[ kot-l-eed-n ]
/ ˌkɒt lˈid n /
the primary or rudimentary leaf of the embryo of seed plants.
Anatomy. any of several lobules of the placenta.
Origin of cotyledon
1535–45; < Latin: navelwort < Greek kotylēdṓn a plant (probably navelwort), literally, a cuplike hollow, derivative of kotýlē cup
cot·y·le·don·al, cot·y·le·don·ar·y [kot-l-eed-n-er-ee] /ˌkɒt lˈid nˌɛr i/, cot·y·le·don·ous, adjectivenon·cot·y·le·don·al, adjectivenon·cot·y·le·don·ar·y, adjectivenon·cot·y·le·don·ous, adjective
pseu·do·cot·y·le·don·al, adjectivepseu·do·cot·y·le·don·ar·y, adjective
Dictionary.com Unabridged Based on the Random House Unabridged Dictionary, © Random House, Inc. 2019
Examples from the Web for cotyledonary
Modification of placenta from simple diffused to cotyledonary form.
The union between the cotyledonary leaves may continue after the young plant begins to germinate.
British Dictionary definitions for cotyledonary
/ (ˌkɒtɪˈliːdən) /
a simple embryonic leaf in seed-bearing plants, which, in some species, forms the first green leaf after germination
a tuft of villi on the mammalian placenta
Derived Formscotyledonous or cotyledonoid, adjectivecotyledonal, adjectivecotyledonary, adjective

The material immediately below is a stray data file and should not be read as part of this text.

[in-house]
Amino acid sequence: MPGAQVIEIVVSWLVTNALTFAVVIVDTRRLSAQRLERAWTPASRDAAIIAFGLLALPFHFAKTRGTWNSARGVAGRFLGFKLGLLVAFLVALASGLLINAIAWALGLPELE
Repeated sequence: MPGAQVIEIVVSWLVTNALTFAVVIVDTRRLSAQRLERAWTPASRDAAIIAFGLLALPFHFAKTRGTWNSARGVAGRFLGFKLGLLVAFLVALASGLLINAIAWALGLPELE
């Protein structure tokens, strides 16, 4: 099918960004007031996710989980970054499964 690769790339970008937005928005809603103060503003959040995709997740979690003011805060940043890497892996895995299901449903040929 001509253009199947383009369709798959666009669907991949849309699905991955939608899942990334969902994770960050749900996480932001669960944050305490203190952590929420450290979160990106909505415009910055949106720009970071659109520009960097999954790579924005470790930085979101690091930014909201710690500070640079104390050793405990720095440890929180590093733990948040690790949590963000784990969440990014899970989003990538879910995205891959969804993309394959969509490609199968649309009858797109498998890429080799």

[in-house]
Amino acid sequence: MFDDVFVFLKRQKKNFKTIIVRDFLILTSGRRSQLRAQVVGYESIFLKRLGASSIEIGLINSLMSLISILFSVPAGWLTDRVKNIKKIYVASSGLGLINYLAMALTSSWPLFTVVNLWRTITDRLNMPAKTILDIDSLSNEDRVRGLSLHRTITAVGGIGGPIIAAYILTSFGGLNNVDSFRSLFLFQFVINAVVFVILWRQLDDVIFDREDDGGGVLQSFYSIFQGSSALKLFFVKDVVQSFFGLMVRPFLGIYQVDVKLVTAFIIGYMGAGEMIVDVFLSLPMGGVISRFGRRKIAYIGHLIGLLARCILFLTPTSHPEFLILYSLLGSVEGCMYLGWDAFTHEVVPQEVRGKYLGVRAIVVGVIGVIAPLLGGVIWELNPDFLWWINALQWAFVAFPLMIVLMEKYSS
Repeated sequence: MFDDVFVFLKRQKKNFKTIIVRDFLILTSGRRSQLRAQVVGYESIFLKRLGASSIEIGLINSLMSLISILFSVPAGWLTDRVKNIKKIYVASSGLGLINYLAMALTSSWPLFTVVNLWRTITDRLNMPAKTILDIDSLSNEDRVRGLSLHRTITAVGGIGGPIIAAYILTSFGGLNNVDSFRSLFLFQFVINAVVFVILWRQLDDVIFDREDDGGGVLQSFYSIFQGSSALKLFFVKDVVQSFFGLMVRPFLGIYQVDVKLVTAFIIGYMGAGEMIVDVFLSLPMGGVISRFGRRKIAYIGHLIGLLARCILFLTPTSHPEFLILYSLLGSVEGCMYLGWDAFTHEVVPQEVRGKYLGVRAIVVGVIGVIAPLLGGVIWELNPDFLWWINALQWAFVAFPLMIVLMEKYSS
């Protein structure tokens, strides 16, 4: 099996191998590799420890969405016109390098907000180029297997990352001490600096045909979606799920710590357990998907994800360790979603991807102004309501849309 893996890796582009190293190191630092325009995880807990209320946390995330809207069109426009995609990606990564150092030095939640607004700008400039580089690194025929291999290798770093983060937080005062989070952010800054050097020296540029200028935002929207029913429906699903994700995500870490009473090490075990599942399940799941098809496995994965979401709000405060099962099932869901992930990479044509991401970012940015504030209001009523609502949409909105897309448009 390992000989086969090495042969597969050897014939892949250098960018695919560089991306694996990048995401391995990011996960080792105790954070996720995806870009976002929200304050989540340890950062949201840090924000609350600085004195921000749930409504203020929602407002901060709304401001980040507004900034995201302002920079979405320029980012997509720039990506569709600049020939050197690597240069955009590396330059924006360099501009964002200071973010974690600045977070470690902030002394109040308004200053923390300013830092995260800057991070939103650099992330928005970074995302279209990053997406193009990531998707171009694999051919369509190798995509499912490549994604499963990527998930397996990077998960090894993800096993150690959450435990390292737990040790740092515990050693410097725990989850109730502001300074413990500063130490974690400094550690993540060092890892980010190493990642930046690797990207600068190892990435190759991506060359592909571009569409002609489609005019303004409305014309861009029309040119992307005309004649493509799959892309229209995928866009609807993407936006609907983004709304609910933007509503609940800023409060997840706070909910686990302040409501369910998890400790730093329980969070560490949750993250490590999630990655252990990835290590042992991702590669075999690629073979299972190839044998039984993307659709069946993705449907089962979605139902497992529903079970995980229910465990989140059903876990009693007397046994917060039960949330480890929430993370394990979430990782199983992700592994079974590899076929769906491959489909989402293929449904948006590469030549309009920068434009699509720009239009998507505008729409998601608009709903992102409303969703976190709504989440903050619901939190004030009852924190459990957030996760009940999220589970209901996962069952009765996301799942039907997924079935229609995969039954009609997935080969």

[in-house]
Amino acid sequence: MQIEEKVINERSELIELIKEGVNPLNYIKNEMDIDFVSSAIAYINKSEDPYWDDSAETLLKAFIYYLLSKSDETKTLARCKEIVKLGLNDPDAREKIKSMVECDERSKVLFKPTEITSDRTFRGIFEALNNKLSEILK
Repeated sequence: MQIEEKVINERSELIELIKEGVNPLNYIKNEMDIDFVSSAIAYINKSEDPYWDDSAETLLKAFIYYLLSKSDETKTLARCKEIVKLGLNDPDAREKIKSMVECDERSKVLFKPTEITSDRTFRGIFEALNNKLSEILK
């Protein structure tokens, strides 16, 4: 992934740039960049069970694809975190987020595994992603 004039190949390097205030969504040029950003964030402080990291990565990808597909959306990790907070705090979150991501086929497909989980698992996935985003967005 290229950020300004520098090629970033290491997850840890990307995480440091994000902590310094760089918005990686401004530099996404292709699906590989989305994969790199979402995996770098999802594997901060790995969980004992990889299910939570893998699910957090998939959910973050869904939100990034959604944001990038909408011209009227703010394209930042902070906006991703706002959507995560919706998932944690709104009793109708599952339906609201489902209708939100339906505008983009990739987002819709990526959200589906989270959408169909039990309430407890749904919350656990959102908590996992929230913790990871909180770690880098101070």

Word Origin for cotyledon
C16: from Latin: a plant, navelwort, from Greek kotulēdōn, from kotulē cup, hollow
Collins English Dictionary - Complete & Unabridged 2012 Digital Edition © William Collins Sons & Co. Ltd. 1979, 1986 © HarperCollins Publishers 1998, 2000, 2003, 2005, 2006, 2007, 2009, 2012
Medicine definitions for cotyledonary
[ kŏt′l-ēd′n ]
One of the lobules constituting the uterine side of the placenta, consisting mainly of a rounded mass of villi.
A leaf of the embryo of a seed plant, which, upon germination, either remains in the seed or emerges, enlarges, and becomes green; a seed leaf.
The American Heritage® Stedman's Medical Dictionary Copyright © 2002, 2001, 1995 by Houghton Mifflin Company. Published by Houghton Mifflin Company.
Science definitions for cotyledonary
[ kŏt′l-ēd′n ]
A leaf of the embryo of a seed-bearing plant. Most cotyledons emerge, enlarge, and become green after the seed has germinated. Cotyledons either store food for the growing embryo (as in monocotyledons) or absorb food that has been stored in the endosperm (as in other angiosperms) for eventual distribution to the growing parts of the embryo. Also called seed leaf See more at eudicotyledon monocotyledon.
The American Heritage® Science Dictionary Copyright © 2011. Published by Houghton Mifflin Harcourt Publishing Company. All rights reserved.